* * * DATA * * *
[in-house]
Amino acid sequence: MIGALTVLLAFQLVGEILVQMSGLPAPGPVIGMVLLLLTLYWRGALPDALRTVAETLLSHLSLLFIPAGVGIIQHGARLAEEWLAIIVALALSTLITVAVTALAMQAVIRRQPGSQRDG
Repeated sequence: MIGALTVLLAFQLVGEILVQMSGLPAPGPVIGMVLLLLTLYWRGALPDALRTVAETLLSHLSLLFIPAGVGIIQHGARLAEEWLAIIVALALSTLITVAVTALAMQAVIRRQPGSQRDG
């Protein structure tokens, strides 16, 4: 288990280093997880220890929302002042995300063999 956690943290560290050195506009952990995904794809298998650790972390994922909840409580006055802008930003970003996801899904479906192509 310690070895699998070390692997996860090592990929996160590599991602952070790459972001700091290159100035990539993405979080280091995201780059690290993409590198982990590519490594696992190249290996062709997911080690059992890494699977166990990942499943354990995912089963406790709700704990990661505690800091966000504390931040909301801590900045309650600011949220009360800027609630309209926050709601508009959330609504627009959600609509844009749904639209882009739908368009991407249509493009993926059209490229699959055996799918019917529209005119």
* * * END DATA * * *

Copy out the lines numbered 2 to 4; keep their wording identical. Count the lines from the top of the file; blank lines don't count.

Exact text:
Amino acid sequence: MIGALTVLLAFQLVGEILVQMSGLPAPGPVIGMVLLLLTLYWRGALPDALRTVAETLLSHLSLLFIPAGVGIIQHGARLAEEWLAIIVALALSTLITVAVTALAMQAVIRRQPGSQRDG
Repeated sequence: MIGALTVLLAFQLVGEILVQMSGLPAPGPVIGMVLLLLTLYWRGALPDALRTVAETLLSHLSLLFIPAGVGIIQHGARLAEEWLAIIVALALSTLITVAVTALAMQAVIRRQPGSQRDG
């Protein structure tokens, strides 16, 4: 288990280093997880220890929302002042995300063999 956690943290560290050195506009952990995904794809298998650790972390994922909840409580006055802008930003970003996801899904479906192509 310690070895699998070390692997996860090592990929996160590599991602952070790459972001700091290159100035990539993405979080280091995201780059690290993409590198982990590519490594696992190249290996062709997911080690059992890494699977166990990942499943354990995912089963406790709700704990990661505690800091966000504390931040909301801590900045309650600011949220009360800027609630309209926050709601508009959330609504627009959600609509844009749904639209882009739908368009991407249509493009993926059209490229699959055996799918019917529209005119």